The trial court did not err or abuse its discretion in denying Defendant's Motion for a Mistrial. Defendant failed to satisfy all three prongs of the test set forth in Batson. While he established the first two prongs (he is black and the prosecutor did remove two blacks from the jury), he failed to present any evidence to satisfy the third prong. Indeed, the facts and circumstances of this case do not indicate purposeful racial discrimination. We note that approximately thirty prospective jurors were called and questioned during voir dire, three of which were black. The prosecutor used four of his peremptory challenges to remove two blacks and two whites from the jury panel. The final jury had one black member. As noted by the Indiana Supreme Court in Phillips, the removal of black jurors by the use of peremptories does not, by itself, raise an inference of racial discrimination. 496 N.E.2d at 89.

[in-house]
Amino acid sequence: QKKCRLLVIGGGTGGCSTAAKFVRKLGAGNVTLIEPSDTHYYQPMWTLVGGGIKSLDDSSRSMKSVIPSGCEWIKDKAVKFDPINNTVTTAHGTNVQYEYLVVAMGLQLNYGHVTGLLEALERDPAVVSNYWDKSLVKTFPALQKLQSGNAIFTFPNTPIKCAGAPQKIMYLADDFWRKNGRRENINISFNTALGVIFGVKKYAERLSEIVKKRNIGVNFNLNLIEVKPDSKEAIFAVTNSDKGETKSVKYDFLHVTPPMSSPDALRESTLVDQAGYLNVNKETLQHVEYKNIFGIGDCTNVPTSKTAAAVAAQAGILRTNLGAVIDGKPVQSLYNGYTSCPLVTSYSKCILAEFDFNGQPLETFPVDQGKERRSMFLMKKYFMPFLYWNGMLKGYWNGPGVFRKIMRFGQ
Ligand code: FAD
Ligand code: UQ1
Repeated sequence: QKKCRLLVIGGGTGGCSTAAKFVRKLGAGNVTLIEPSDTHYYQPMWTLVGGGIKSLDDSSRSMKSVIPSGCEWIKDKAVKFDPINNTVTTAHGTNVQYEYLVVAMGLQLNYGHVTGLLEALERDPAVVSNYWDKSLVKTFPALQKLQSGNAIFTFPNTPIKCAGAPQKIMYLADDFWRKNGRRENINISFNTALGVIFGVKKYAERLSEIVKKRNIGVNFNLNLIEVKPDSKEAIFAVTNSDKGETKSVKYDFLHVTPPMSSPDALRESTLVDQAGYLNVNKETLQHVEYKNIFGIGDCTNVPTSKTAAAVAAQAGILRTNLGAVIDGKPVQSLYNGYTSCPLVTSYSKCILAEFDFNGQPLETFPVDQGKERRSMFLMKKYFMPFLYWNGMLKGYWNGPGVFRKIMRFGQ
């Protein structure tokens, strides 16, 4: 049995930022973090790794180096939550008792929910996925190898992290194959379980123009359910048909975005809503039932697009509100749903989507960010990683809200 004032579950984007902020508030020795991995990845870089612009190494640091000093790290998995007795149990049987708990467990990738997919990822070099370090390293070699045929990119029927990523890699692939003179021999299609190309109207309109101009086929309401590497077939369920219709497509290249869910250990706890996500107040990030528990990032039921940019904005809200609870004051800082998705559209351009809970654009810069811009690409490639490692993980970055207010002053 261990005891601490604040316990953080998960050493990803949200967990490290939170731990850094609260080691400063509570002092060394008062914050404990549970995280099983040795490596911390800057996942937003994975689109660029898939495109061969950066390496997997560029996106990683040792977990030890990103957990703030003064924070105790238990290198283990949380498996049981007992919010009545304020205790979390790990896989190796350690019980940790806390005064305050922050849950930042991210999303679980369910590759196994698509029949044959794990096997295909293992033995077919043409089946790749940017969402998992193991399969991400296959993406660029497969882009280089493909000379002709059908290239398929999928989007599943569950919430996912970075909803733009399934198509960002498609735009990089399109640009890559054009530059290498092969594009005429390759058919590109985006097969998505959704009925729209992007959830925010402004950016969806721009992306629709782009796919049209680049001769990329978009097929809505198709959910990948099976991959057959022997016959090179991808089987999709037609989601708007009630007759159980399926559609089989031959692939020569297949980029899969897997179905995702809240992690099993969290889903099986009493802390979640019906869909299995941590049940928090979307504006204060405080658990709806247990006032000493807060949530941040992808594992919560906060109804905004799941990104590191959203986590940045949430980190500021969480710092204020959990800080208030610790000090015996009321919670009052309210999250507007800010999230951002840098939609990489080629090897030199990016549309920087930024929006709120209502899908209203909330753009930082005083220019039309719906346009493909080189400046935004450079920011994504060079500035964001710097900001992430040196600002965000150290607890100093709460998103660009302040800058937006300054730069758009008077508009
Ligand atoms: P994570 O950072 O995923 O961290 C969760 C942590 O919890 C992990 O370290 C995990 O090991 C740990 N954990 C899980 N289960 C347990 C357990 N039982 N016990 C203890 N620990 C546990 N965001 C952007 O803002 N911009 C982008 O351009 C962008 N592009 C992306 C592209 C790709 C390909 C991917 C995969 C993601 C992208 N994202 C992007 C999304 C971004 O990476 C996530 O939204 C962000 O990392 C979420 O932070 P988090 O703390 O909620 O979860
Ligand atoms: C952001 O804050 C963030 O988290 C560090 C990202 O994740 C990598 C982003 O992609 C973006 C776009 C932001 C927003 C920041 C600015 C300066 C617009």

We also note that there is nothing in the record to indicate that the prosecutor removed the jurors because of their race. The first prospective black juror removed indicated that he had gone to school with Dewitt Menyard, a potential witness for the State. He also indicated that his brother had been shot and killed about eight years earlier, that there had been an arrest and a trial, but that he "didn't keep up with the case" or even know whether there had been a conviction. The second black juror removed indicated that she was retired, but had been a nurse's aide at a hospital and a private home. Because the Defendant has failed to satisfy the third prong of the Batson test, the burden never shifted to the prosecutor to come forward with a race-neutral reason for the use of his peremptories. *1313 Phillips, 496 N.E.2d at 89; Stamps, 515 N.E.2d at 509-510.

II